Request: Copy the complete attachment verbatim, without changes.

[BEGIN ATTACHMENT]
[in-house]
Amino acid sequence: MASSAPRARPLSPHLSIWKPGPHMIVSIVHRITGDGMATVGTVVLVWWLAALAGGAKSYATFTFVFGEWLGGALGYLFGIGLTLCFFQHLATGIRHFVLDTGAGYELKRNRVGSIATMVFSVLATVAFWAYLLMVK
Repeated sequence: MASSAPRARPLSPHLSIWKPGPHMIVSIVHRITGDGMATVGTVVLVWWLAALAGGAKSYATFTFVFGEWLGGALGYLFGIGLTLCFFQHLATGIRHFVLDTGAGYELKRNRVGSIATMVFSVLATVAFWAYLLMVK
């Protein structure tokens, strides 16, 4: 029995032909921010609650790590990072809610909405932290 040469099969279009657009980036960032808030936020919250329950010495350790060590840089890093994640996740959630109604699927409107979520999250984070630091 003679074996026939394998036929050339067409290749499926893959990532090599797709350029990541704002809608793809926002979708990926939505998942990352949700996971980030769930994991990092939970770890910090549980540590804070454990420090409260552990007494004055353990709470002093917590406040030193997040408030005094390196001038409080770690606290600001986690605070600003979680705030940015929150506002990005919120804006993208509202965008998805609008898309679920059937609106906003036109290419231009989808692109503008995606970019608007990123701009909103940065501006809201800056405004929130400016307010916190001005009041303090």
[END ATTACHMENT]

[in-house]
Amino acid sequence: MASSAPRARPLSPHLSIWKPGPHMIVSIVHRITGDGMATVGTVVLVWWLAALAGGAKSYATFTFVFGEWLGGALGYLFGIGLTLCFFQHLATGIRHFVLDTGAGYELKRNRVGSIATMVFSVLATVAFWAYLLMVK
Repeated sequence: MASSAPRARPLSPHLSIWKPGPHMIVSIVHRITGDGMATVGTVVLVWWLAALAGGAKSYATFTFVFGEWLGGALGYLFGIGLTLCFFQHLATGIRHFVLDTGAGYELKRNRVGSIATMVFSVLATVAFWAYLLMVK
């Protein structure tokens, strides 16, 4: 029995032909921010609650790590990072809610909405932290 040469099969279009657009980036960032808030936020919250329950010495350790060590840089890093994640996740959630109604699927409107979520999250984070630091 003679074996026939394998036929050339067409290749499926893959990532090599797709350029990541704002809608793809926002979708990926939505998942990352949700996971980030769930994991990092939970770890910090549980540590804070454990420090409260552990007494004055353990709470002093917590406040030193997040408030005094390196001038409080770690606290600001986690605070600003979680705030940015929150506002990005919120804006993208509202965008998805609008898309679920059937609106906003036109290419231009989808692109503008995606970019608007990123701009909103940065501006809201800056405004929130400016307010916190001005009041303090």